by TexasBred (Posted Wed, 29 Mar 2017 11:50:23 GMT+5)
angus9259 wrote:BigBear wrote:Thanks TB. I always have hay available but the grass awful green these days and they are primarily grazing pasture. I believe that is the culprit
That'll get them the squirts but I still find it odd that he wasn't eating. Or was he just not eating grain but was still grazing well?
Depending on amt of grain intake he could have had a bit of acidosis.
SIRE SELECTION IS FOUNDATION FOR PROFITABLE HERD
Bull selection is the foundation for building a profitable beef herd. Approximately 88 percent of the genetic makeup of a herd after 10 years of breeding will have come from the bulls used.
THE WORLD ACCORDING TO HOOTER MCCORMICK -- CIRCULAR CHATS
Hooter hated driving anywhere with lots of traffic, which was about anywhere on I-45, from about Sherman to south of Houston; anywhere on I-35 from South of San Antonio to Oklahoma City; anywhere on I-20 from
you get the notion.
ULTRASOUND PROVIDES PRODUCERS MEANS TO PREDICT CARCASS MERIT
Ultrasound found its first applications in livestock research in the 1950s. Since that time, the great strides that have been made in ultrasound research have benefited both human medicine and the livestock industry.
IT'S THE PITTS -- PUTTING THE HORSE OUT TO PASTURE
I read an article by an economist that suggested in order to make a greater profit you should get rid of your horses and buy an ATV.
RIGOROUS CULLING HELPS MAINTAIN EFFICIENT HERD
Which cows in your herd are making you money and who is losing you money? Every year, the cow-calf producer needs to critically evaluate each animal in the herd and decide if she is paying her upkeep
NOT TOO EARLY TO START "HEAT STRESS" DISCUSSION
A couple of weeks ago, here in Texas as well as numerous other locations across the US, temperatures bumped up into the 70's and even the 80's in some areas. This was in FEBRUARY! Granted, it has cooled back down but nonetheless it's already gotten warm in lots of locales across the country and will again very soon. That in mind, it's not too early to start the heat stress discussion and how this can affect animal performance. Heat stress is a major contributor to animal and production losses each year.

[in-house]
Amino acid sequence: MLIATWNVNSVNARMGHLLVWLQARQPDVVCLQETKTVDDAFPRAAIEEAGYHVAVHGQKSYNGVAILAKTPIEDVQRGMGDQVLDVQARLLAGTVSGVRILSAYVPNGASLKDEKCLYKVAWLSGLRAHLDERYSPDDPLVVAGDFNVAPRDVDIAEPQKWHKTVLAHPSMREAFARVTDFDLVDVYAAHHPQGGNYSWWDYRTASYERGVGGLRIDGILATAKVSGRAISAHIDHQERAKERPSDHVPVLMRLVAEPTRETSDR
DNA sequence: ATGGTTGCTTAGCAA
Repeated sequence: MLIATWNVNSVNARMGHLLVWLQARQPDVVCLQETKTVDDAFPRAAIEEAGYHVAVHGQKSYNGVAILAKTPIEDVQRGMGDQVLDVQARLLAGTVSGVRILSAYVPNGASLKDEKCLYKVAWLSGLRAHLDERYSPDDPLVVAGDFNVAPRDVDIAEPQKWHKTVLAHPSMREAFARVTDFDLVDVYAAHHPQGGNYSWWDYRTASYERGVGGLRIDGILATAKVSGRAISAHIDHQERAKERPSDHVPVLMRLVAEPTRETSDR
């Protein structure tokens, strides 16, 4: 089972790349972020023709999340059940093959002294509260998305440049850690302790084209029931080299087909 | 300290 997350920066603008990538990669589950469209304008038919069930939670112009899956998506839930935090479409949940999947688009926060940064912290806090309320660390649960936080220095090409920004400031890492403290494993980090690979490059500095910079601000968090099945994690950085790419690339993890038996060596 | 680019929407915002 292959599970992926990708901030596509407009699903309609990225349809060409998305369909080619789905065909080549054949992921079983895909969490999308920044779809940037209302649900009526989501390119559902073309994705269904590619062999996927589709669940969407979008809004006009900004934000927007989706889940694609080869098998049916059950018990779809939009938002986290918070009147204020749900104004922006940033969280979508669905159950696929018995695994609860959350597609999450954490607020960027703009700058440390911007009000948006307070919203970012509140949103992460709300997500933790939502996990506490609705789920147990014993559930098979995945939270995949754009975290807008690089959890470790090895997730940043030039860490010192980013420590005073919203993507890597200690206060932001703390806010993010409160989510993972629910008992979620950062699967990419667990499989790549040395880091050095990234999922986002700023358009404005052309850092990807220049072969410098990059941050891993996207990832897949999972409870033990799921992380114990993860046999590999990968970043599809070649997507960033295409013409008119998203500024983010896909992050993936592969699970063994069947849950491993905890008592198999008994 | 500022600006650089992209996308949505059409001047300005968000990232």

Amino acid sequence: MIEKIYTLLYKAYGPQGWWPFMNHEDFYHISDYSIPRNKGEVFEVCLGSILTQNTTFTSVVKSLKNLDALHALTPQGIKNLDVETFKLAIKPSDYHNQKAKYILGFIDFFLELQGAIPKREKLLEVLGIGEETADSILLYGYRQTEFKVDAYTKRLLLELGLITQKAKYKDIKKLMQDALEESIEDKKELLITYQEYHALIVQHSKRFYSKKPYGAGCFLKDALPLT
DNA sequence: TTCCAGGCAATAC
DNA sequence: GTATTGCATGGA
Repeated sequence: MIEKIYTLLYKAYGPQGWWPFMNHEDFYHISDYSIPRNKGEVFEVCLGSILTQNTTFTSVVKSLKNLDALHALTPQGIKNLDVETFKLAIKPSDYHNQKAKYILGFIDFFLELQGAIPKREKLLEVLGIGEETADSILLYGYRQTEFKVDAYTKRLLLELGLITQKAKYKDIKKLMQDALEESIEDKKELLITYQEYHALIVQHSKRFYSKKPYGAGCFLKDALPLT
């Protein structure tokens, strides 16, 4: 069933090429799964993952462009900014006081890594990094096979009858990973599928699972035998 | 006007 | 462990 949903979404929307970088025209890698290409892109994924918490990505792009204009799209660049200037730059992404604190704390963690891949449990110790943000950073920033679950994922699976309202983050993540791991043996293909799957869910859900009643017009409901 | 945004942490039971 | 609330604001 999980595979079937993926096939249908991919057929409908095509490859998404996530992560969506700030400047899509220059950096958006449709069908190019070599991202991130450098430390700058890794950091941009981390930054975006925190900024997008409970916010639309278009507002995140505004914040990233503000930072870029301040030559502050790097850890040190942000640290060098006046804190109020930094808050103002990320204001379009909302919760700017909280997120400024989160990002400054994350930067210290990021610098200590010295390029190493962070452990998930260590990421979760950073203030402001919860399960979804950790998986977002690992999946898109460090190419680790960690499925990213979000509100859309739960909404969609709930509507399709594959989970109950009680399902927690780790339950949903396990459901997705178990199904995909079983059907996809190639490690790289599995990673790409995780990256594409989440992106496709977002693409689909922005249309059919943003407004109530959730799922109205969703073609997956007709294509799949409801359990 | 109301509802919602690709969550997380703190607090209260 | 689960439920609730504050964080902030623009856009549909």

RESEARCH LAUNCHED TO IMPROVE BEEF SUSTAINABILITY
Environmental, social and economic sustainability is a long-held objective of the United States beef industry and the focus of a new, national research project.
BULL MANAGEMENT IS A KEY TO SUCCESSFUL BREEDING SEASONS
Bull management before and during breeding season can improve producers' chances for reproductive success, said a Texas A&M AgriLife Extension Service expert.
RESEARCH TRIALS FOCUS ON WINTER PASTURE STOCKING
Profits in stocker production can be as green as winter pastures when conditions are right and producers apply correct stocking strategies, according to a Texas A&M AgriLife Research expert.
IT'S THE PITTS -- SHE SAID WHAT?
I remember learning early in life that humans should use all five of their senses, but darn it, mine don't work anymore.
INTERNAL PARASITE CONTROL SAVES PRODUCERS SIGNIFICANTLY EVERY YEAR
Since man has managed and produced cattle, control of internal parasites (worms, flukes) has been an issue. And while the industry seems to repeatedly discuss and address the problem, given the implications on animal health and performance, revisiting the subject is a necessity.
HUNTIN' DAYLIGHT -- WHERE THE COWS ARE
Whether you're looking to buy or sell calves, feeders, breeding cows or bulls, it's always worth pondering the relative volume of inventory and where it exists.
FORAGE AND RUMINANT LAB HELPS RESEARCHERS
The Forage and Ruminant Nutrition Lab at the Texas A&M AgriLife Research and Extension Center in Stephenville explores ways to improve ruminant diets and mitigate negative environmental impacts for researchers around the state, nation and globe, according to a Texas A&M AgriLife Research expert.
BEEF EXPORTS INCREASE U.S. CARCASS VALUES
Mouthwatering steaks, juicy burgers and delectable roasts. That's what consumers here in the U.S. love. But what about the underutilized parts of the beef animal? If we don't consume them here in the U.S., where do they go, and who uses them?
CERTIFIED ANGUS BEEF STUDY SHOWS MARBLING STILL MATTERS
Just missed it. Just missing a flight, a deadline for a major rebate, or watching your child's winning shot at a ball game. The feeling is much the same.